Tackling global issues, shaping global agendas
Our research interests and areas are constantly evolving based on what’s happening in the world at any given moment.
Our research expertise enables us to respond to key political events and issues, and to shape the agendas around them. Researching the political effects of a wide range of issues from climate change, genocide, and development, to the reconfiguration of Europe, the constitution of the UK, and the ongoing legacies of colonialism.
Nothing is static in the world of research but we’ve grouped together some of the areas we’re currently asking pertinent questions about and seeking to find out more.
Wales in the World
Both Welsh Government and Senedd Wales, Wales’ Parliament are based in Cardiff which mean our location lends itself to our world leading commentary and research on the governance and global role of Wales.
From recent interdisciplinary analysis of the challenges that devolution poses for the Welsh criminal justice system, carried out by Dr Robert Jones and Professor Richard Wyn Jones, to one of our leading experts, Professor Laura McAllister co-chairing the Independent Commission on the Constitutional Future of Wales, our research regularly informs policy aimed at producing a fairer and more prosperous society, and informs the world about Welsh values. We undertake innovative research into all aspects of the law, politics, government and political economy of Wales, as well the wider UK and European contexts of territorial governance.
Secrecy and Intelligence
We are fascinated by the role that secrecy and intelligence plays in societies and in global politics.
From Dr Martin Horton-Eddison’s work on the murkiness of Crypto-Drug Markets, to Dr Thomas Leahy’s award-winning book The Intelligence War Against the IRA, which demonstrates how misguided many popular perceptions on how British Intelligence operations impacted conflict in Northern Ireland were, our research is shining a light for scholars and policymakers on how secrecy and intelligence shapes political practices of accountability and control.
We are also at the forefront of promoting inclusion in the field of intelligence studies. Dr Claudia Hillebrand is a board member of the Women’s Intelligence Network which actively supports women interested in a typically male-dominated field of research, and together with Dr Huw Bennett she has published on the importance of equality, diversity and inclusion in intelligence studies research.
Colonialism, Post-Colonialism, and Anti-Colonialism
How was colonialism contested? What ongoing effects does colonialism have for relations within and between states? What can decolonial politics and thinking tell us about power?
These are just some of the questions that our researchers examine. Dr Dorothy Kwek researches decolonial thought and its ongoing relevance. Professor Branwen Gruffydd Jones focuses on African independence movements, with particular interest in the ideas and practices of Amílcar Cabral and his fellow militants. Dr Elisa Wynne-Hughes’s research examines how neo-colonialism shapes the practice of tourism and, focusing on Egypt, questions how tourism can re-entrench local and global inequalities.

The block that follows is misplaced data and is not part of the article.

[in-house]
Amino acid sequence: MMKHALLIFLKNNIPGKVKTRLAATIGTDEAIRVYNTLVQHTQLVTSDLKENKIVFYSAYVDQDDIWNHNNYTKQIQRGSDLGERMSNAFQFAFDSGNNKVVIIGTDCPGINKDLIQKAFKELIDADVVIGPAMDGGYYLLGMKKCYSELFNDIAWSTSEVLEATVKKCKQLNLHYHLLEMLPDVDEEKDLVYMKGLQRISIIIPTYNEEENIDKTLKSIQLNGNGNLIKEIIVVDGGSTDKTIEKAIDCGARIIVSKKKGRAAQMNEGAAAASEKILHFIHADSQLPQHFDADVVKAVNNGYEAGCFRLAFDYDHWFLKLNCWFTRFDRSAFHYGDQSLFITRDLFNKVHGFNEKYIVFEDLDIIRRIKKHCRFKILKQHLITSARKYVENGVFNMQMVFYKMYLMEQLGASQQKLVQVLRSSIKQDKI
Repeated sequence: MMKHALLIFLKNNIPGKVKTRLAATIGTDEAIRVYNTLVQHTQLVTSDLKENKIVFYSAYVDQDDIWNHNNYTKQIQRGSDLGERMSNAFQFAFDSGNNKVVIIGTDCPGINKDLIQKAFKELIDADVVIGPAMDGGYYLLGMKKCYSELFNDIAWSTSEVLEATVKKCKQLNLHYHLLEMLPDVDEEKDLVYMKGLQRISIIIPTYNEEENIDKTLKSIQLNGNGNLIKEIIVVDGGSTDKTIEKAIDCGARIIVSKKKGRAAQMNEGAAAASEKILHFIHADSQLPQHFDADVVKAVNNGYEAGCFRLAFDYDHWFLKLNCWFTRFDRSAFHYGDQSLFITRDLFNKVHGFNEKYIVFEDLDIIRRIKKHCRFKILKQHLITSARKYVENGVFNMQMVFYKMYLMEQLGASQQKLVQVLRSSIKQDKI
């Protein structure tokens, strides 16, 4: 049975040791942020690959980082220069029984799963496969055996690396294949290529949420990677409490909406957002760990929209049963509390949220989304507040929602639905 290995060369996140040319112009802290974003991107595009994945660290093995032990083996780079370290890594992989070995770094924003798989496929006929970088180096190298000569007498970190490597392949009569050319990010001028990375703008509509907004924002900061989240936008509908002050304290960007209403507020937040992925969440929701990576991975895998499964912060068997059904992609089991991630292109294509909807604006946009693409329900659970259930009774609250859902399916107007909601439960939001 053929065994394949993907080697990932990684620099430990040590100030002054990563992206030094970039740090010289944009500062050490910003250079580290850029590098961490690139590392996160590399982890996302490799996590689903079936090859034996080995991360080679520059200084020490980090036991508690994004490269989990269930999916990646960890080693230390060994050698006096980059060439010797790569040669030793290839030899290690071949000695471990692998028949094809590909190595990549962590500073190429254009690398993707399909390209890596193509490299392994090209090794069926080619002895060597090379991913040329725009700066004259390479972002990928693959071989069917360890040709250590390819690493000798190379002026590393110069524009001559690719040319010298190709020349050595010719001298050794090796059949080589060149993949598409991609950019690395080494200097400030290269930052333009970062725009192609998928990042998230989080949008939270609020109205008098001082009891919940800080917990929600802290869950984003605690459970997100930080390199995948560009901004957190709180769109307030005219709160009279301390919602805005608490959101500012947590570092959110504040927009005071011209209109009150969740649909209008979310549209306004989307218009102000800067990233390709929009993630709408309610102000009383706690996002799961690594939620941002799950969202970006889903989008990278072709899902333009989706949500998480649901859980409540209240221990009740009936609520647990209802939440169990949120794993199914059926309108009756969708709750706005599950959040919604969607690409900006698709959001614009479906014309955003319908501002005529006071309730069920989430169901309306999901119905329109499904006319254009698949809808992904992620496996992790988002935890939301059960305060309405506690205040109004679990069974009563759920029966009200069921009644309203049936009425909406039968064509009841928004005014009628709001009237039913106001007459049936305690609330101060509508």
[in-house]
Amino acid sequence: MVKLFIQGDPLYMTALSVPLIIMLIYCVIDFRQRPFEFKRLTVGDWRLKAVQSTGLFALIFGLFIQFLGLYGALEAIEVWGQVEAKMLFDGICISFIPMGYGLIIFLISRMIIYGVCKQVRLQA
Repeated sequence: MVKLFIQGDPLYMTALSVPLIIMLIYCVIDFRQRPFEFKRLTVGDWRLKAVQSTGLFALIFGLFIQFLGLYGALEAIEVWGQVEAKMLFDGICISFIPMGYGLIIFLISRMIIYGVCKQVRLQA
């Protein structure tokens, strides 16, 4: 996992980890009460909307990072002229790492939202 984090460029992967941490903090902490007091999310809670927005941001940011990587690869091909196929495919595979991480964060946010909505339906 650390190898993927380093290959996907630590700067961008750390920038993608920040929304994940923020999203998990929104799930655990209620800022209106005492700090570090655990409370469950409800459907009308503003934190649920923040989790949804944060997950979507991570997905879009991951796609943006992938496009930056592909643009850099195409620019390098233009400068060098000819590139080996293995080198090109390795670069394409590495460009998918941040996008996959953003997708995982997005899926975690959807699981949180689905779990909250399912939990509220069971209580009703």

Climate change and Global Governance
Climate change is arguably the most significant of all political challenges. Its importance is reflected in our impressive group of experts who research a vast array of topics in the field.
Dr Jennifer Allan’s research examines how global rules on climate change are made and remade, sometimes through the influence of activists. Dr Allan actively participates in the processes she studies and is prolific at COP events, most recently at COP27 in Sharm El-Sheikh. Dr Stavros Afionis also researches international climate change negotiations and draws on this expertise as a member of the Climate and Environment Taskforce of Think7, the official think tank of the G7.
Our academics also focus on other issues that shape practices and trends in how the world is governed. Dr Hannes Hansen-Magnusson researches how the changing climate shape relations between Arctic and non-Arctic entities while Professor Edwin Egede explores how the African region interacts with regimes, such as ocean law and governance, maritime security, human rights and international organisations.
Populism, Extremism, and Politics
From the rise and fall of Donald Trump and the resurgence of other populist figures and movements, to the political struggles encapsulated by the #MeToo and the Black Lives Matter movements, contemporary politics is beset with questions about the character of democracy and the threats that populist and extremist ideas pose to it.
Recent research by Professor Marysia Zalewski examines the feminist disbelief that marked the election of Donald Trump, bringing with it an unbridled and globalised re-securing of virulent (white) patriarchy that many thought dead and gone.
Along with co-authors, Dr Ian Stafford questions the decline of public trust in government and the barriers to re-building it. In The Populist Manifesto, Dr Emmy Eklundh, and a team of leading scholars, focus on changing the academic debate about political populism. They argue that populism is not simply a negative aspect of politics but should be regarded as another way of doing politics. Dr Haro Karkour’s research alerts us to some of the challenges that extreme nationalism and violence pose for international order, but also how to challenge it, and Professor Victoria Basham’s recent research argues that focusing on how societies respond to disorderly events reveals how the international is made.